I’m in a cemetery today.
I don’t want to be.
Anyone who knows me will know one of my favourite jokes, considering my passion for cemeteries as museums of people, is to ‘threaten’ people with a blog post. “I’ll be writing about you one day!” I say, tongue in cheek.
Earlier this month, it finally happened. An exceptionally good friend of mine died after a brief battle with cancer and I am now writing a blog I’d prefer to have written years in the future. There is a little more flourish in the words below compared to my usual output, but I knew this deceased person extremely well and I have to channel the grief I’m feeling somewhere.
Paul Vesty was one of those characters in life where the stories you hear are often true. From nearly being run over by a colleague (who had a genuine reason to be angry with him) to his very old-fashioned way of dealing with shoplifters at the branch of HMV he managed in Bromley (they often never returned…!), Vesty was unapologetically complicated but funny, charismatic and warm.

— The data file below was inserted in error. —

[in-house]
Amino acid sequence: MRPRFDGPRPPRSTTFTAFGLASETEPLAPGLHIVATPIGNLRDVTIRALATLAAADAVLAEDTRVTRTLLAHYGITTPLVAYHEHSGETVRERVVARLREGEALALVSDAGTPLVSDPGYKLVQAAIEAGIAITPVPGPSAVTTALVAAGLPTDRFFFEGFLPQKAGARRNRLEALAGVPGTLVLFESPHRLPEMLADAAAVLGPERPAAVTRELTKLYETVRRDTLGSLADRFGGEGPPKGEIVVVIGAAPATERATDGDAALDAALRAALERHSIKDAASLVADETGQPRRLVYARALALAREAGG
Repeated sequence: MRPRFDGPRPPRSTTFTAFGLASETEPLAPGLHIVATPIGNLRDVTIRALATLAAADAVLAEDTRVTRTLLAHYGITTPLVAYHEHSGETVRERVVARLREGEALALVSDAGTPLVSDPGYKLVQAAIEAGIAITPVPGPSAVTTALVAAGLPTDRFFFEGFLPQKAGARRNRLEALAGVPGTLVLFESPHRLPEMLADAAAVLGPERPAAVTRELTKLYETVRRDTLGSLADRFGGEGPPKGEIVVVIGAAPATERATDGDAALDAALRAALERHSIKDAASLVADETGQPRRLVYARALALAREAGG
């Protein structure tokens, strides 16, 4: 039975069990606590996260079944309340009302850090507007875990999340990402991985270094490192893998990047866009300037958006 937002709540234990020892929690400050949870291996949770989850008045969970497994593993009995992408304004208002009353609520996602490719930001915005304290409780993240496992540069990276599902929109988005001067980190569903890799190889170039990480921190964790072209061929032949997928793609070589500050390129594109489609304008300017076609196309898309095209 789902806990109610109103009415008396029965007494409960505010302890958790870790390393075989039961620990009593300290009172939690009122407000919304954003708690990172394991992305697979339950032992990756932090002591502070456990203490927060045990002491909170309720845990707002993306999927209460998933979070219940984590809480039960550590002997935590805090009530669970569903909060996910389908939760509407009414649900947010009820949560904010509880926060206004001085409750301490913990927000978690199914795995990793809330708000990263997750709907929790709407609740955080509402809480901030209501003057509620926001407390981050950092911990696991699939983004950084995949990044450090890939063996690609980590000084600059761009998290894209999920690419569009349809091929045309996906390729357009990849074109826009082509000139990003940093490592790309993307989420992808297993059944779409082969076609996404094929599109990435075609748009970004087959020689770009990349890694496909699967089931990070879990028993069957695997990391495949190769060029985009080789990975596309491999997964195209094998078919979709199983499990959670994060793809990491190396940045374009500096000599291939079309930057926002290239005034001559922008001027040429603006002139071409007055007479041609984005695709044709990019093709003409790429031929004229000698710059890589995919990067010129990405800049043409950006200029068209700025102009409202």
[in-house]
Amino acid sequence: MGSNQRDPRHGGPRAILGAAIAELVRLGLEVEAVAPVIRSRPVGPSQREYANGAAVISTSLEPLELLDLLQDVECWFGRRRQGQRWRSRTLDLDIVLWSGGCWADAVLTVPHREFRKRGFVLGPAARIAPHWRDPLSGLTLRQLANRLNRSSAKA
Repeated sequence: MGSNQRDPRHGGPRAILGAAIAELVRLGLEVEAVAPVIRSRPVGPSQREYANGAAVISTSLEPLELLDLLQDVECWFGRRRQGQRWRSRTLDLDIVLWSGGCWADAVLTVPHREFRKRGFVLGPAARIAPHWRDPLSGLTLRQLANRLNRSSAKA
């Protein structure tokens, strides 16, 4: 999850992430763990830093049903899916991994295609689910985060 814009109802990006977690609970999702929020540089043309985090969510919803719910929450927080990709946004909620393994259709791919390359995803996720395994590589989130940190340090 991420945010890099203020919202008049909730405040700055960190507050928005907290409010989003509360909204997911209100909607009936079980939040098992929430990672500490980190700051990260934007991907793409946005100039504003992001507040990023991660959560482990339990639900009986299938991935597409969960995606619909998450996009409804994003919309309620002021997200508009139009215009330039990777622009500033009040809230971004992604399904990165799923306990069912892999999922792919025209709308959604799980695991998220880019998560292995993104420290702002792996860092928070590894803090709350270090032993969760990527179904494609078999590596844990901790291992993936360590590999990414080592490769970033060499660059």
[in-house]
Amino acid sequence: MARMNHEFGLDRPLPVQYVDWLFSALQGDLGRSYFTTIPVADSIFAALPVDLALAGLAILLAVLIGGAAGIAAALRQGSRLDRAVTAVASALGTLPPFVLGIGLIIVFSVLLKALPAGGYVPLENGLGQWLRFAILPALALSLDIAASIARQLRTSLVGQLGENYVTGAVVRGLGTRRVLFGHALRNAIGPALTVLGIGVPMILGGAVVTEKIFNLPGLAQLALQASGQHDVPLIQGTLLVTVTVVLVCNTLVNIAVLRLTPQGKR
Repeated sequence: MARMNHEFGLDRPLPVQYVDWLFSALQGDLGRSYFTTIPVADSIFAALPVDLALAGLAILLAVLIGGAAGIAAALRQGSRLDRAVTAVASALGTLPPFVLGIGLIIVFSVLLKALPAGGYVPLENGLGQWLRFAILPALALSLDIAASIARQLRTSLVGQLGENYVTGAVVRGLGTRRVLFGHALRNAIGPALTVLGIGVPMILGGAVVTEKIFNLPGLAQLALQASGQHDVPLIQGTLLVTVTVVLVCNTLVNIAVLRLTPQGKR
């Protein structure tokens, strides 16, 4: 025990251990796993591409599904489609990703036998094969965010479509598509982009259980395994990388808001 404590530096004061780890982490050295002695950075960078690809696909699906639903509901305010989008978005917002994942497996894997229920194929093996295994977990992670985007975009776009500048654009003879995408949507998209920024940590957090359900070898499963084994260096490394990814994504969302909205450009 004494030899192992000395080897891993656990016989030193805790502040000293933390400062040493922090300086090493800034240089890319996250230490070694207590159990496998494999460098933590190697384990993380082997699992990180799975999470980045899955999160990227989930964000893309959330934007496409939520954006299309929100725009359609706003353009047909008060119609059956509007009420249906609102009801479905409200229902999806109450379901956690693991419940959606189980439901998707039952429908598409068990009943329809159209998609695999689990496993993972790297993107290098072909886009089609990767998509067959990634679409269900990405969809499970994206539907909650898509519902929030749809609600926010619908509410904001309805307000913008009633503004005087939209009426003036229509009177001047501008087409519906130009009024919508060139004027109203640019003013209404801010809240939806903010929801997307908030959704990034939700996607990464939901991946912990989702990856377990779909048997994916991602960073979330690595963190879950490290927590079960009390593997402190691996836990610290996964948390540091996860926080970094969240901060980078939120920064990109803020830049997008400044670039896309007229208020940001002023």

Born in 1963 and growing up in Birstall, he attended the Manchester Polytechnic where he studied English and Politics, before working at a menswear shop in Leicester. Coincidentally, the soul disco he and his friend Ian used to attend as students was helmed by a guy known as Ginger Mick, who would later go on to find fame with his cover of Money’s Too Tight by the Valentine Brothers.